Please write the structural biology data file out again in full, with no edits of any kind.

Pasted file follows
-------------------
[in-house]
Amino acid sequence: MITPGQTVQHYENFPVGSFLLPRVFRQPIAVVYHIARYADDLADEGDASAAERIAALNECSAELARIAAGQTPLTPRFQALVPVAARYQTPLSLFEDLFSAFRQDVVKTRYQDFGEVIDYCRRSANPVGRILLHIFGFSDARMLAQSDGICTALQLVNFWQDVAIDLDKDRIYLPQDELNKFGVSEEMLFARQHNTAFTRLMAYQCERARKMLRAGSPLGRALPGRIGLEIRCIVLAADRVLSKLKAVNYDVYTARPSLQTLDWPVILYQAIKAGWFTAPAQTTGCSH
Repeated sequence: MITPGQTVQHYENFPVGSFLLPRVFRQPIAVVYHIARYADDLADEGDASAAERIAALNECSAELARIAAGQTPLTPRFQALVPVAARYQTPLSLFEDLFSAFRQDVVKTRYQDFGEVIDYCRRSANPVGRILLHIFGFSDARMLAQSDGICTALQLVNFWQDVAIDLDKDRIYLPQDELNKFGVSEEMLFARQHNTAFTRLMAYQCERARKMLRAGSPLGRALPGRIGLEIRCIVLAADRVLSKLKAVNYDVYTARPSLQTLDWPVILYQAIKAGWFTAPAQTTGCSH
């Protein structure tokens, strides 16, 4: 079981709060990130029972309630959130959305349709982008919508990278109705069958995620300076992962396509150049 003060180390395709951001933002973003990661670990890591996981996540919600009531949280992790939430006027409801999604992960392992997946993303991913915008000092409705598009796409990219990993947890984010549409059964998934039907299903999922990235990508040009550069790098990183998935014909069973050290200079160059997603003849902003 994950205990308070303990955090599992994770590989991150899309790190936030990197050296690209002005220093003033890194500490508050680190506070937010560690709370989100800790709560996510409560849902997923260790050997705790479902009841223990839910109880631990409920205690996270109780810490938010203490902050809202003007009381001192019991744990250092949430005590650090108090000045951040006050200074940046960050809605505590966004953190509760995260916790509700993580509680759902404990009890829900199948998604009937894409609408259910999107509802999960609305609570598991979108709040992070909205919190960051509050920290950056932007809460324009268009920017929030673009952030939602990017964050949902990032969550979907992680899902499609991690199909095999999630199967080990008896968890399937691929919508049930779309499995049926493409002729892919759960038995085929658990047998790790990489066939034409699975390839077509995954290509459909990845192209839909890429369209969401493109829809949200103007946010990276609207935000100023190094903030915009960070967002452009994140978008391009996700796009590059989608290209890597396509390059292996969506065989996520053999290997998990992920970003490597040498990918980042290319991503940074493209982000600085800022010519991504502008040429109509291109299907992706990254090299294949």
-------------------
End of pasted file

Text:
[in-house]
Amino acid sequence: MITPGQTVQHYENFPVGSFLLPRVFRQPIAVVYHIARYADDLADEGDASAAERIAALNECSAELARIAAGQTPLTPRFQALVPVAARYQTPLSLFEDLFSAFRQDVVKTRYQDFGEVIDYCRRSANPVGRILLHIFGFSDARMLAQSDGICTALQLVNFWQDVAIDLDKDRIYLPQDELNKFGVSEEMLFARQHNTAFTRLMAYQCERARKMLRAGSPLGRALPGRIGLEIRCIVLAADRVLSKLKAVNYDVYTARPSLQTLDWPVILYQAIKAGWFTAPAQTTGCSH
Repeated sequence: MITPGQTVQHYENFPVGSFLLPRVFRQPIAVVYHIARYADDLADEGDASAAERIAALNECSAELARIAAGQTPLTPRFQALVPVAARYQTPLSLFEDLFSAFRQDVVKTRYQDFGEVIDYCRRSANPVGRILLHIFGFSDARMLAQSDGICTALQLVNFWQDVAIDLDKDRIYLPQDELNKFGVSEEMLFARQHNTAFTRLMAYQCERARKMLRAGSPLGRALPGRIGLEIRCIVLAADRVLSKLKAVNYDVYTARPSLQTLDWPVILYQAIKAGWFTAPAQTTGCSH
């Protein structure tokens, strides 16, 4: 079981709060990130029972309630959130959305349709982008919508990278109705069958995620300076992962396509150049 003060180390395709951001933002973003990661670990890591996981996540919600009531949280992790939430006027409801999604992960392992997946993303991913915008000092409705598009796409990219990993947890984010549409059964998934039907299903999922990235990508040009550069790098990183998935014909069973050290200079160059997603003849902003 994950205990308070303990955090599992994770590989991150899309790190936030990197050296690209002005220093003033890194500490508050680190506070937010560690709370989100800790709560996510409560849902997923260790050997705790479902009841223990839910109880631990409920205690996270109780810490938010203490902050809202003007009381001192019991744990250092949430005590650090108090000045951040006050200074940046960050809605505590966004953190509760995260916790509700993580509680759902404990009890829900199948998604009937894409609408259910999107509802999960609305609570598991979108709040992070909205919190960051509050920290950056932007809460324009268009920017929030673009952030939602990017964050949902990032969550979907992680899902499609991690199909095999999630199967080990008896968890399937691929919508049930779309499995049926493409002729892919759960038995085929658990047998790790990489066939034409699975390839077509995954290509459909990845192209839909890429369209969401493109829809949200103007946010990276609207935000100023190094903030915009960070967002452009994140978008391009996700796009590059989608290209890597396509390059292996969506065989996520053999290997998990992920970003490597040498990918980042290319991503940074493209982000600085800022010519991504502008040429109509291109299907992706990254090299294949």